German Bias in WWII Gaming

The Kursk Gold: "Bleed them White" scenario inside the editor.
I posted a blog this morning about a 9 turn scenario in the "Kursk 43 Gold" John Tiller Software game called "Bleed Them White." And as I shared the post in the various forums and to my Facebook page, I received an interesting comment:

"Too bad the scenarios are ahistoricaly pro-German."

I have seen comments like this before in forums about other games, but I can't recall ever seeing anyone say this about a John Tiller game (but according to the person who commented, this is a thing).

Let me first say:  I know for a fact, that the JTS/WDS guys aren't "pro-German."  They present the facts through their historical setups, detailed notes and with an engine that assigns combat values based on terrain type, range, unit status and supply.

There is however, something called "Unit Quality" within all John Tiller games which assigns values to the units of both armies.  Unit quality is graded on a scale of A-F and influences almost any action within the game. Better quality units are less likely to disrupt, breakdown.  Better quality units have higher quality fire, higher assault modifiers, faster bridgebuilding, are better spotters and if it is an HQ unit, a greater command range.

But is there a bias built into the unit quality grading of the John Tiller scenarios?

There is a difference.  The SS units in the scenario are "A" quality and the Russian Guards units are a "C" quality.  But is this bias? I don't see it that way.  Higher quality units are just better led soldiers but that doesn't make them any braver.

Let me step back for a moment and say something about my view of the Eastern Front and the Russian and German armies in general.  I believe it to be true that early on in the war, German units were better than their Russian counterparts.  They had more experienced leaders and troops. Their weapons were better and their doctrines were better, BUT as the war went on this began to change.  Russian unit quality rose as German unit quality decreased.  Russian commanders gained experience as better German commanders died off. As German losses piled up in the latter part of the war, Soviet confidence grew and all of the factors that go into "unit quality" were improving.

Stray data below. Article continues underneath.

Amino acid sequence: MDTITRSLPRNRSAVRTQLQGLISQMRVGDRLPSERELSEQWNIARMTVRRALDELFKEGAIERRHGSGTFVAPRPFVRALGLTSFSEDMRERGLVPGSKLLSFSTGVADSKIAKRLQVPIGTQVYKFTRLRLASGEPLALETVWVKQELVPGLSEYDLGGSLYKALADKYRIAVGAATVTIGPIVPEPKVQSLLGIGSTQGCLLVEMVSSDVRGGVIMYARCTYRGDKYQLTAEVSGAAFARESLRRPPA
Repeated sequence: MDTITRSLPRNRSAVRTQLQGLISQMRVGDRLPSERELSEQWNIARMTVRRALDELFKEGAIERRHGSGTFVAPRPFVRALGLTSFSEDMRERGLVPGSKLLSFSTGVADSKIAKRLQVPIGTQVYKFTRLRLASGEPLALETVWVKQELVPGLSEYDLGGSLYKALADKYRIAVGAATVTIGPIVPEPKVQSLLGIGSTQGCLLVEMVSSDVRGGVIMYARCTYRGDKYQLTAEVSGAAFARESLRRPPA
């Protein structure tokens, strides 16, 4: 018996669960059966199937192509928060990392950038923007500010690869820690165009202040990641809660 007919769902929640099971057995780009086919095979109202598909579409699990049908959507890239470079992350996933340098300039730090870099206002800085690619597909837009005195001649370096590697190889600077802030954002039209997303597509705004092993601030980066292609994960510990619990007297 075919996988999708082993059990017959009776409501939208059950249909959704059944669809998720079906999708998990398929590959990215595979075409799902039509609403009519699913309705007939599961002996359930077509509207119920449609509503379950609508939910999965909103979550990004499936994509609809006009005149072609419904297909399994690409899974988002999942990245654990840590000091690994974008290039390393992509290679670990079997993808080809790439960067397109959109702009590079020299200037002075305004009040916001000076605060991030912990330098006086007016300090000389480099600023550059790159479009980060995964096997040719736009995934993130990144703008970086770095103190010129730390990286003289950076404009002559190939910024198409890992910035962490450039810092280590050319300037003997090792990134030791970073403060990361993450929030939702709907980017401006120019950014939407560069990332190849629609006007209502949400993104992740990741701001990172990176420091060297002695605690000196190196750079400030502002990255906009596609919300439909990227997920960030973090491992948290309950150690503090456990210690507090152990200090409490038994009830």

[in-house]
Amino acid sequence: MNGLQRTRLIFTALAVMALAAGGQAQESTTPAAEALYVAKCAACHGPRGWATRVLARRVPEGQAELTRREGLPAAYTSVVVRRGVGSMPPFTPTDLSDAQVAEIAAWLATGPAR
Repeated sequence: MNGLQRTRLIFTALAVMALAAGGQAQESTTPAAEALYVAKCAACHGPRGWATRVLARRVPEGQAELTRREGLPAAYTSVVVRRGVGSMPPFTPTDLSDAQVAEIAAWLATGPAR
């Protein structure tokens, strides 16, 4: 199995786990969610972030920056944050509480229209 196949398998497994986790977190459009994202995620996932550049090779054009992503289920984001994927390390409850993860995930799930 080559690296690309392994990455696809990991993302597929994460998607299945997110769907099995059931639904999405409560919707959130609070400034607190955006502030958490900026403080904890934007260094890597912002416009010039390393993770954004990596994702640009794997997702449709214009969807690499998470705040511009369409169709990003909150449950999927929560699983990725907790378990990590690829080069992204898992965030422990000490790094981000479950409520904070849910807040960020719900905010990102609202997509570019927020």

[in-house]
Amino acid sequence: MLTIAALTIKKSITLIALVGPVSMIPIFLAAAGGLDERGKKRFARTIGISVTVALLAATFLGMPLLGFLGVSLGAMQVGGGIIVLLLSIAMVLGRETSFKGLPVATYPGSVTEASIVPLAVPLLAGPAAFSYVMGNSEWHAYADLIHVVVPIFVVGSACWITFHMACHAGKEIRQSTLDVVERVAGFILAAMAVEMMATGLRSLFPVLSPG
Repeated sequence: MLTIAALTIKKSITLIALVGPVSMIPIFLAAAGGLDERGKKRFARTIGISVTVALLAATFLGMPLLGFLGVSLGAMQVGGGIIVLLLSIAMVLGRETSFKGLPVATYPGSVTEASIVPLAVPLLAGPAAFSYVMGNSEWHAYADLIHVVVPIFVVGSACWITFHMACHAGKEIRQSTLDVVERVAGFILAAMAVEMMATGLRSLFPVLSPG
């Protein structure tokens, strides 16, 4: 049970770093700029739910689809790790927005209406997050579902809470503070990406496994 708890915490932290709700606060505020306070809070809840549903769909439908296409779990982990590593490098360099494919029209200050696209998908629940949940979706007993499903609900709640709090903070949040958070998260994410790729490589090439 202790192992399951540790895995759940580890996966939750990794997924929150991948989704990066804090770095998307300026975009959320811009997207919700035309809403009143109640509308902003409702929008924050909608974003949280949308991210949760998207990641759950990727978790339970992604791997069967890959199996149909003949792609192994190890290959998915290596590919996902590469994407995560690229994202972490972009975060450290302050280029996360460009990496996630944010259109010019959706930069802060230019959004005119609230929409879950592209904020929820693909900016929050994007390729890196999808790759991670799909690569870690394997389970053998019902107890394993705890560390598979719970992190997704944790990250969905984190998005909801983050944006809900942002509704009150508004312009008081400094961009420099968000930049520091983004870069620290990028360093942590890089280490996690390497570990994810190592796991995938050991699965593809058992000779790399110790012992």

If this is a historical bias on my part, then stop reading.  I don't see it that way because I am not questioning anyone's bravery.  As an aside, I think one of the bravest units in the entire Second World War is the 13th Russian Guards division.  They were incredibly brave.  They crossed the Volga under fire as the Germans entered Stalingrad and fought the German advance to a standstill.  I don't think they were well led at that moment, but they were incredibly brave and they stopped the Germans cold, buying precious time for the Chuikov and 62nd Army to regroup.  This just isn't  a bravery discussion for me.

It is a worthwhile question though, because no wargaming company regardless of the period, wants to be known for exhibiting bias.

Back to "Unit Quality"  

I don't see "quality" then as a measure of bravery, I see it as: leadership+training+tactics+weaponry+experience.

In 1943, SS units DID have the better equipment, training, tactical leadership, etc but it was waning.  In fact, I would argue that it was battles like Kursk, Narva, etc that killed the "quality" off.  Russian Guard units just weren't there yet in terms of "quality"but they were improving.